KGB Used Clairvoyants as Agents — Report

Allegations that Soviet rulers enlisted the services of clairvoyants to spy on their enemies seem to have found confirmation, a popular Russian tabloid claims.

Correspondents of the Komsomolskaya Pravda daily said that not long before he passed away, Professor Alexander Spirkin, well-known scholar and co-author of the Great Soviet Encyclopedia, admitted in an interview that the Soviet KGB employed clairvoyants to spy on their enemies.

Alexander Spirkin used to head a secret lab under the Soviet government and worked closely with clairvoyants hired to carry out special missions for the Kremlin.

“I used to work closely with hundreds of all sorts of extrasensory individuals,” Mr. Spirkin recalled in a conversation with Komsomolskaya Pravda correspondents.

“In the 1960s, when the [Khrushchev] Thaw began (the period between the end of 1950s and the beginning of 1960s, when repressions and censorship reached a low point) and people began to speak out, groups of people interested in telepathy met at the Moscow Polytechnic Museum.

”Wolf Messing who possessed a true gift of clairvoyance and telepathy was a key figure at those gatherings. I had known him since university. His posters reading: “Experienced in reading thoughts at a distance!” were all over the country.

“In those days I had campaigned for studying those phenomena, claimed they were incomprehensible, and, in terms of Marxist and Leninist ideology inexplicable, but we had no right to deny the fact they exist. Eventually, I was summoned to the scientific department of the CPSU [Communist Party of the Soviet Union] Central Committee and offered a post of the chairman of the laboratory for biological information. Provided, of course, its operation would be closely watched by the KGB and the Central Committee.”

Spirkin’s task was to hire at least 200 “agents”. Each contender was to fill out a questionnaire containing such questions as: “Which extraordinary properties do you possess?”, “What kind of dreams do you have?”, “Are they of erotic nature?”, “Do you fly in your sleep?”, “Are you able to influence people?” and “Have you ever tried to heal?”

Candidates were examined by a commission made up of clairvoyants who had already proved their ability, and Spirkin himself.

One of the female agents possessed great healing power, as her body produced extraordinary heat. Ivan Fomin used his extrasensory energy to investigate all sorts of disasters and technical malfunctions. His services are still in demand in Russia, Prof. Spirkin said. He used to work as an advisor to Boris Yeltsin and investigated aircraft accidents. Spirkin also mentioned Boris Shapiro, who possessed a very strong sense of diagnostics. These days, Shapiro consults wealthy entrepreneurs.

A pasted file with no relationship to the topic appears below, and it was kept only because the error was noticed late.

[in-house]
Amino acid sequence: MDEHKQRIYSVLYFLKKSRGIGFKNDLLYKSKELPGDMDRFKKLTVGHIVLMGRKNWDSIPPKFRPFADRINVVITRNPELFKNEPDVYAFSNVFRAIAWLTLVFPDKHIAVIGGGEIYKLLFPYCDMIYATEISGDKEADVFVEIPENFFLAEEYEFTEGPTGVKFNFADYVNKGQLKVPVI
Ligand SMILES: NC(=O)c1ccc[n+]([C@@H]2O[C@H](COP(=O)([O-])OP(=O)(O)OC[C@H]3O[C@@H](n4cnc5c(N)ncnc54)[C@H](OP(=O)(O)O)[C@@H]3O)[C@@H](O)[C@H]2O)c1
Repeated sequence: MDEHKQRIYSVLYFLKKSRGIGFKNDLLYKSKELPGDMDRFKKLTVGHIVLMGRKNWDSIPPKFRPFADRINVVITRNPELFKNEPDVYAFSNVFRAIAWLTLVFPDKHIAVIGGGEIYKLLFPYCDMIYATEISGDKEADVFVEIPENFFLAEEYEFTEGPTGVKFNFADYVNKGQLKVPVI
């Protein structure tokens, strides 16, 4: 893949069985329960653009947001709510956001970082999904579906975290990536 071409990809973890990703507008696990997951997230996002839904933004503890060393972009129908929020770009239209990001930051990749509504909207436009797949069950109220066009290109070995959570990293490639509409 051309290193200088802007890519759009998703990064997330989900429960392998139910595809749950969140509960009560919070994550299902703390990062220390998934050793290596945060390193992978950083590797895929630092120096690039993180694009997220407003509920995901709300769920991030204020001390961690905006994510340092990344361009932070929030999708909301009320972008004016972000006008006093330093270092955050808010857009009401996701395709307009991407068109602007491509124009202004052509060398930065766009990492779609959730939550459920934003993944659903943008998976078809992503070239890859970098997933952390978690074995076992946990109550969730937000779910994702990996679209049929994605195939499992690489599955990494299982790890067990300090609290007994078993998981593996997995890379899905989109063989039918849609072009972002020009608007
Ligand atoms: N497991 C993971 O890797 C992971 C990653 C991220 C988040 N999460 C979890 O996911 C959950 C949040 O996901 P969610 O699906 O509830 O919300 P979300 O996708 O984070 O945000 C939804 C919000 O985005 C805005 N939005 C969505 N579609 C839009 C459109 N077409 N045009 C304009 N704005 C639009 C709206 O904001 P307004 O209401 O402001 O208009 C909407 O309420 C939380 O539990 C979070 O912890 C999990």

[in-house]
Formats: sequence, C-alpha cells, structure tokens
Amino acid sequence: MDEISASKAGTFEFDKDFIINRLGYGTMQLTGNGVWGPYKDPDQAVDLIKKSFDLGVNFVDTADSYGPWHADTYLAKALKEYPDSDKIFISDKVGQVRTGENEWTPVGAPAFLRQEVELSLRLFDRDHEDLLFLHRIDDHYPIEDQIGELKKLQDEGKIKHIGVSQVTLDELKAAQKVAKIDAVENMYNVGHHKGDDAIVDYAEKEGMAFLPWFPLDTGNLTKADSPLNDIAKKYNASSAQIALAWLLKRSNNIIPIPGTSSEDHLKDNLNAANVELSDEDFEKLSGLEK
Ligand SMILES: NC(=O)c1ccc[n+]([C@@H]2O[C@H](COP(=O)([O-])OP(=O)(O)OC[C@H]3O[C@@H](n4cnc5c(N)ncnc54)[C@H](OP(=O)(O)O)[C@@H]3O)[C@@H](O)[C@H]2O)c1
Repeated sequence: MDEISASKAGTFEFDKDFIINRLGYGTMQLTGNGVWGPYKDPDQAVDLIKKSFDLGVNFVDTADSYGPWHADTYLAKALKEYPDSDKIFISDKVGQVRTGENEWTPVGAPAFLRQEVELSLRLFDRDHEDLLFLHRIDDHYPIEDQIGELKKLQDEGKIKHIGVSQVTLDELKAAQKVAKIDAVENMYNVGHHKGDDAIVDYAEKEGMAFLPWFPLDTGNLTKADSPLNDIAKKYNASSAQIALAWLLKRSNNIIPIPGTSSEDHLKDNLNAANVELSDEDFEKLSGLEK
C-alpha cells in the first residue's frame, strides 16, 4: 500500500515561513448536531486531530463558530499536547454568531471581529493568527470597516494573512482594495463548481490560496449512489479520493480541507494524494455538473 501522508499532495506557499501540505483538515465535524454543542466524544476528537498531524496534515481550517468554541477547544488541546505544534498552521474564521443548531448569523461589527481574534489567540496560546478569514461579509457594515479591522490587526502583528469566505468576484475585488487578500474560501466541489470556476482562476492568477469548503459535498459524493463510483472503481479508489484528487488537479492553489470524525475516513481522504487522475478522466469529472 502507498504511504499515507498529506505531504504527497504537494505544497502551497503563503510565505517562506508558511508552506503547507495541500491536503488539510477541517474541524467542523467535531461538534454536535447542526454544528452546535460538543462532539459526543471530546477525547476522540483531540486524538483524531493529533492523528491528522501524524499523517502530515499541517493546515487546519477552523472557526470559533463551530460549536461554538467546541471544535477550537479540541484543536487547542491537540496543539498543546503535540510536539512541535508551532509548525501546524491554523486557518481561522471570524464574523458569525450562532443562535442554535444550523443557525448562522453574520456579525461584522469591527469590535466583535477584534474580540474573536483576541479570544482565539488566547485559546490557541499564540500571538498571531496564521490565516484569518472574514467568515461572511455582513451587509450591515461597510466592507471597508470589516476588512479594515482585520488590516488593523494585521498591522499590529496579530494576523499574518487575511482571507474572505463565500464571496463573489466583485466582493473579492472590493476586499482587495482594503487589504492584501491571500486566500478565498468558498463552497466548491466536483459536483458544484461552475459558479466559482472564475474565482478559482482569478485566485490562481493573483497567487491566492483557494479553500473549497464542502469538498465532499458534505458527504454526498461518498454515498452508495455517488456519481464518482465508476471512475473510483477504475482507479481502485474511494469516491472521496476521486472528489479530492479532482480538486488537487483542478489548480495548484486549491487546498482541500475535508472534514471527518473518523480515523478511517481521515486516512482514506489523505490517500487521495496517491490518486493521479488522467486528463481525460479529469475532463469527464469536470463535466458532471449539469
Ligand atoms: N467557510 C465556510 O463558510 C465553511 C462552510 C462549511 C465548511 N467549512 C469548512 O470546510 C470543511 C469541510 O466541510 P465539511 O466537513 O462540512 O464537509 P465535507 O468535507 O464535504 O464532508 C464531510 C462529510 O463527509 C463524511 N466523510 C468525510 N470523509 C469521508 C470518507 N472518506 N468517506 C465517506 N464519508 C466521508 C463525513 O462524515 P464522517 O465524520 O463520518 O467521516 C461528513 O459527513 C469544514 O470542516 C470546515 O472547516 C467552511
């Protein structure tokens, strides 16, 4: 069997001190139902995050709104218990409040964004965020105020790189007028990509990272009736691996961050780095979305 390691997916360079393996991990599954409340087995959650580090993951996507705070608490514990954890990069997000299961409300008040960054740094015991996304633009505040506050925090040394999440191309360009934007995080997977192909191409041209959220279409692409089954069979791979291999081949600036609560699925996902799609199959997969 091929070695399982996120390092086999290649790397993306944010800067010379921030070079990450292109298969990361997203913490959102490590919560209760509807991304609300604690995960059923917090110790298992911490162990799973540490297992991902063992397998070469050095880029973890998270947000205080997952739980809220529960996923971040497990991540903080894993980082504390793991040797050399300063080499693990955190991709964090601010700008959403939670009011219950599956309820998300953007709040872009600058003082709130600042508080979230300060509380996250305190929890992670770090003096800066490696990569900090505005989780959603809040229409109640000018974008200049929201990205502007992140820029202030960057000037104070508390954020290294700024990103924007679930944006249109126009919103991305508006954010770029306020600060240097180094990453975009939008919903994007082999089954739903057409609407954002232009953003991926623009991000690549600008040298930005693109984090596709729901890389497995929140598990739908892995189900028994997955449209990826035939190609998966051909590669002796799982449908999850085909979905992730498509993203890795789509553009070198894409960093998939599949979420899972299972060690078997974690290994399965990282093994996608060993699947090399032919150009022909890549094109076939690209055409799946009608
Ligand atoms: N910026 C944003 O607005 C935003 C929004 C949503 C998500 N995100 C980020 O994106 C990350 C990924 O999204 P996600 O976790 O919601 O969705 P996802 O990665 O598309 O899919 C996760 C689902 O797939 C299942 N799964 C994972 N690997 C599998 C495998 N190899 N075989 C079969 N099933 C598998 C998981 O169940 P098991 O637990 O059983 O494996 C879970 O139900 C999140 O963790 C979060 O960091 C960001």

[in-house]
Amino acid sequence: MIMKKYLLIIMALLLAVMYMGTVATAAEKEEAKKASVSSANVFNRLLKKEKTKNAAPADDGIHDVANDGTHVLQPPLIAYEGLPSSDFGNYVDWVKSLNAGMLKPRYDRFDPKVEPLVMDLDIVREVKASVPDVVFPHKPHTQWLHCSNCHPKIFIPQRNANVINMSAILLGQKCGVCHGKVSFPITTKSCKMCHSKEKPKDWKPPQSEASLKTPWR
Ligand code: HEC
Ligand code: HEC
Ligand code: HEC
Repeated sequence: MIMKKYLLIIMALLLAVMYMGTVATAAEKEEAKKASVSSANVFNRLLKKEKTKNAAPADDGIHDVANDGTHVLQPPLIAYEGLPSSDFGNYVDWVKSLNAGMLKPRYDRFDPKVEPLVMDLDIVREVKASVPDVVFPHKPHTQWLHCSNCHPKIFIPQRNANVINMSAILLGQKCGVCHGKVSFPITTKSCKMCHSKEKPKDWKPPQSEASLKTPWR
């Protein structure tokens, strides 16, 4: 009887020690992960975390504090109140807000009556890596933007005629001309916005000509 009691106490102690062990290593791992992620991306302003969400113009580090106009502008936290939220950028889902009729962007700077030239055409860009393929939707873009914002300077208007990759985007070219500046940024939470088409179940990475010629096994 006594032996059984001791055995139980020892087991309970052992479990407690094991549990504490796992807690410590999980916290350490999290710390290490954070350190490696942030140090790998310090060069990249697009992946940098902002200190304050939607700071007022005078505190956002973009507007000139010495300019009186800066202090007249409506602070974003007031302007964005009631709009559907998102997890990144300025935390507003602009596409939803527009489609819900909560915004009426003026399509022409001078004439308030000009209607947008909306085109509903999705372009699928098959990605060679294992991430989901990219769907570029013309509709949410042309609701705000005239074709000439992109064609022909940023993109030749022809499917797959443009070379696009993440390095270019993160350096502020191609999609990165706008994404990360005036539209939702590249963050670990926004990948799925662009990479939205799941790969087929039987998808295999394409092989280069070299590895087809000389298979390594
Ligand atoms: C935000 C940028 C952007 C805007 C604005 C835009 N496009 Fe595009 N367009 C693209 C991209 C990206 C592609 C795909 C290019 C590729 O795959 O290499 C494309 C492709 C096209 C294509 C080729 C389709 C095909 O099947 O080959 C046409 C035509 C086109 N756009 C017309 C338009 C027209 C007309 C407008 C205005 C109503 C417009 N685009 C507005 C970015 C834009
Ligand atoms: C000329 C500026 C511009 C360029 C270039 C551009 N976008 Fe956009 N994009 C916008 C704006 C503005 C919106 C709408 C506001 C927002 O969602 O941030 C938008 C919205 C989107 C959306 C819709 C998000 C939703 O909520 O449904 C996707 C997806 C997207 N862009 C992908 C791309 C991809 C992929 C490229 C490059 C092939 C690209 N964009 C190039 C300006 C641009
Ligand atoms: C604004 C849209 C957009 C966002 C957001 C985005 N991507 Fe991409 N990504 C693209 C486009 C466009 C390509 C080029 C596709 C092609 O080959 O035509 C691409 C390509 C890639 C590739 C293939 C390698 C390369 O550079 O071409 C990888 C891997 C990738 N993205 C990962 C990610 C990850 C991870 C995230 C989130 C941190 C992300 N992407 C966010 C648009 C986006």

All employees of the secret laboratory were closely watched by the Soviet omnipotent security agency — the KGB. Some of the lab staffers, too, were KGB agents. One of such “students” once entered Alexander Spirkin’s office and introduced himself as KGB General Makarevich. The official said that he was ordered to control the professor’s activities because they were of great interest for foreign intelligence and defense agencies, especially for the CIA and the Pentagon.

Spirkin responded that the laboratory had not developed a scientific base that could deserve such immense interests in other countries. The general replied that foreign intelligence officers wanted to know everything, even if there was nothing to know about. “Even the fact we have made no progress whatsoever also amounts to important intelligence data,” he said.

“In the end I had to leave the lab. New know-how and technical devices started to appear but I could hardly make them out. A special committee came to check our equipment, and they were shocked to see how obsolete it was. The laboratory was not closed. A younger scholar took over my post.”

Prof. Spirkin admitted he still did not know what the outcome of the research was. He knew that the military took great interest in the lab’s work, seeking to use clairvoyants for purposes of spying. The Soviets hired clairvoyants to report on the state of health of U.S. leaders or travel to the United States under the guise of tourists, so that they could report on local developments, using their extrasensory abilities.
http://www.mosnews.com/feature/2006/08/15/clairvoyants.shtml